The significance of between-physician variation was determined by testing whether the variance of the physician random effect differed significantly from 0 and was reported using the intraclass correlation (ICC). The ICC is a measure that reflects the proportion of overall variance explained by variation between, rather than within, clusters of individual observations. In this study, the calculated ICC corresponds to the proportion of variation explained by differences in practice patterns among physicians (ie, between-physician variation), as opposed to among cases for individual physicians (ie, within-physician variation). A linear threshold method was used to calculate ICC for institutional PAC provider utilization.20 To compare changes in the ICC across the study period, we used bootstrapping to calculate standard errors for ICCs in ACE year 1 and BPCI year 2 before using the z statistic and pairwise tests for each outcome to evaluate whether there were significant differences between the 2 years.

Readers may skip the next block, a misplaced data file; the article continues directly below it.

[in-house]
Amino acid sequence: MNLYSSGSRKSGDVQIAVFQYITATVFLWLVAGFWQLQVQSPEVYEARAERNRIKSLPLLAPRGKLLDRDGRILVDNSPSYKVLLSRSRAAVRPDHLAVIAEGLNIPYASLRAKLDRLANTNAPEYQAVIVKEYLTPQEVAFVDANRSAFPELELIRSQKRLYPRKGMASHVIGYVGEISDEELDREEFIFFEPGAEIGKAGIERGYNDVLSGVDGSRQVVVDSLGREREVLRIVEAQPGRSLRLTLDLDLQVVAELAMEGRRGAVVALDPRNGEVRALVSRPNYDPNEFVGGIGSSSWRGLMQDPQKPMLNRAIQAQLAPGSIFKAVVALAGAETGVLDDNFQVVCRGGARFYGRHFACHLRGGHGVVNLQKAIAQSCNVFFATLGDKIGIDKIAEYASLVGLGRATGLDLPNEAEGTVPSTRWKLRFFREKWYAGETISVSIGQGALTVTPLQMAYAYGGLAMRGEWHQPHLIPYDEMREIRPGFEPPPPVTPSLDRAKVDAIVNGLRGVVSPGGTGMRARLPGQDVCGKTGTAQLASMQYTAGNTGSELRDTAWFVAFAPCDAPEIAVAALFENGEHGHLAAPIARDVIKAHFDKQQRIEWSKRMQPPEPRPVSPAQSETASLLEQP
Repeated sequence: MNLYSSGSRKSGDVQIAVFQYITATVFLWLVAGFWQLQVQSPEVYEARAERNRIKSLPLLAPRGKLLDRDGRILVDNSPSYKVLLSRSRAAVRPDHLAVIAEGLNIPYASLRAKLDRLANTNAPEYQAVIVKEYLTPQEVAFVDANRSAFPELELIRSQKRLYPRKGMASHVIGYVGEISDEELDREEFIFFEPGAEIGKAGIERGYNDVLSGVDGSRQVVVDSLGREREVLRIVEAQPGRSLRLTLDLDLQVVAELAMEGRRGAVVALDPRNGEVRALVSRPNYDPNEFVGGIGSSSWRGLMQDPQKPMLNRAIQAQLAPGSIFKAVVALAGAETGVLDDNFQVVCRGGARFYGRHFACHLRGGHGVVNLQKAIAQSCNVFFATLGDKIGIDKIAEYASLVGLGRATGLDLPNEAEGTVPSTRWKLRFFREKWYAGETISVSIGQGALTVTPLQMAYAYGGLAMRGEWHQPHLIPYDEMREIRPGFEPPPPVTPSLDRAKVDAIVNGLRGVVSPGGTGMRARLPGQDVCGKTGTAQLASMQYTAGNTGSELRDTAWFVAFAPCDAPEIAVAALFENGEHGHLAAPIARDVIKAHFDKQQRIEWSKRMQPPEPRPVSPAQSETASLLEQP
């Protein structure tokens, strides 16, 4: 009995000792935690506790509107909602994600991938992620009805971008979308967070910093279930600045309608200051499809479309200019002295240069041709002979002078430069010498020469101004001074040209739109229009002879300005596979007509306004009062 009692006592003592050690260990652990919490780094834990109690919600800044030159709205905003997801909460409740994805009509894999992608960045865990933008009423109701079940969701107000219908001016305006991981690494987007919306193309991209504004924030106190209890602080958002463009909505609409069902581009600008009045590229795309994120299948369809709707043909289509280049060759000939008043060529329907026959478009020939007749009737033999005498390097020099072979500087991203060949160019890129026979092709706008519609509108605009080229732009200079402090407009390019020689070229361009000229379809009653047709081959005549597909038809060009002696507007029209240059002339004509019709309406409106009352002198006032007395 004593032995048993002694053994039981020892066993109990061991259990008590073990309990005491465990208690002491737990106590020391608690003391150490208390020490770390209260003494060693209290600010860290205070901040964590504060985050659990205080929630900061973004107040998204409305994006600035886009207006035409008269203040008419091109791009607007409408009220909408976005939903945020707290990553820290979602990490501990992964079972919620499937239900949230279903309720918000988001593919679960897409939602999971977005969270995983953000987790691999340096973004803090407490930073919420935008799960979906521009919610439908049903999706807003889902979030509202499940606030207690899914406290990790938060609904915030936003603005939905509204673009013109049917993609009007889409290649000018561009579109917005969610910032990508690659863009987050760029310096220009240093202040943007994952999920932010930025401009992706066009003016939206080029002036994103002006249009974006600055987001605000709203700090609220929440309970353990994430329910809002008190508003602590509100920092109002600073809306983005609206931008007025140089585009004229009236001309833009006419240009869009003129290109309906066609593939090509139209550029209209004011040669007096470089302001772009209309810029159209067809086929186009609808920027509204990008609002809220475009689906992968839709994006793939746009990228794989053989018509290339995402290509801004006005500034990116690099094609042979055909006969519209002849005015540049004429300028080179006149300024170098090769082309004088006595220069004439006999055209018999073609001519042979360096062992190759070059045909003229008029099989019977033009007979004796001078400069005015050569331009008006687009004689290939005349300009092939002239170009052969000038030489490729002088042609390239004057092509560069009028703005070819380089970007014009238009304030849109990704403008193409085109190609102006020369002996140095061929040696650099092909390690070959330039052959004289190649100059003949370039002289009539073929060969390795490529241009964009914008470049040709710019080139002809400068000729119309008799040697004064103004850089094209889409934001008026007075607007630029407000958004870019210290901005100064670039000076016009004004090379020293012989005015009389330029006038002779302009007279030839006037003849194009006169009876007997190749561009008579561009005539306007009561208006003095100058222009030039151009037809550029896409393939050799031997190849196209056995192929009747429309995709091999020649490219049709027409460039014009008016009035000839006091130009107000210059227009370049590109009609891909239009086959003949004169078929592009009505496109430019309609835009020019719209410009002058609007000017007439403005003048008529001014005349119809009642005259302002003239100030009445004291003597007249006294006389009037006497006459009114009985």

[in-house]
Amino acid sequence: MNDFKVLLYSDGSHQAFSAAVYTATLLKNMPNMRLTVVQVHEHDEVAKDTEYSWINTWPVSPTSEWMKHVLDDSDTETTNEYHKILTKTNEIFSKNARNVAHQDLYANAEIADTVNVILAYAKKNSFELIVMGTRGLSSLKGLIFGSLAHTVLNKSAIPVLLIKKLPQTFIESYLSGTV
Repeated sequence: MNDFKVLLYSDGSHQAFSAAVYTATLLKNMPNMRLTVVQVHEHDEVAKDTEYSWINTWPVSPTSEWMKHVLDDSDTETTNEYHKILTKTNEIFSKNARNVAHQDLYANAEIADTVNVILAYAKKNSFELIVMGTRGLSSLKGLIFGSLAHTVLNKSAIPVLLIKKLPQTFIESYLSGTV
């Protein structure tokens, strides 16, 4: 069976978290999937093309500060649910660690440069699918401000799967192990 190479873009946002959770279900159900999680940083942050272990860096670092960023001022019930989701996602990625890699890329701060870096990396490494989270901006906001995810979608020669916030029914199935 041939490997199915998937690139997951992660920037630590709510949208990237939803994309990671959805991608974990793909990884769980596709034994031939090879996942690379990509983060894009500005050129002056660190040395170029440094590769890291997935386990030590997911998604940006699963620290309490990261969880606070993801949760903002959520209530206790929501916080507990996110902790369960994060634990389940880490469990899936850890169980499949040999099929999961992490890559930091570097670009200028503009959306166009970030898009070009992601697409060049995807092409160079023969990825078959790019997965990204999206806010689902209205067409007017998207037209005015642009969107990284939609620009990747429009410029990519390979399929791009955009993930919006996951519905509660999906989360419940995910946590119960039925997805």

Random effects models were also used to calculate and compare between-physician variation and ICC for implant costs and total episode payments across our study period (ACE year 1 vs BPCI year 2). Because bundle definitions did not include PAC until the BPCI program period, we compared between-physician variation and ICC for PAC provider utilization among ACE year 1, ACE year 3, and BPCI year 2.

Separately, we used random effects models to test the associations among physician quality and case volume and our 3 outcomes of interest. All cost and spending figures were adjusted for inflation and reported in 2015 US$ equivalents. Implant cost data were aggregated at the level of individual physician per quarter and weighted by episode volume. Analyses were conducted using SAS version 9.4 (SAS Institute; Cary, North Carolina). All tests of significance were 2-tailed and considered statistically significant at an α of .05. The University of Pennsylvania Institutional Review Board approved the study.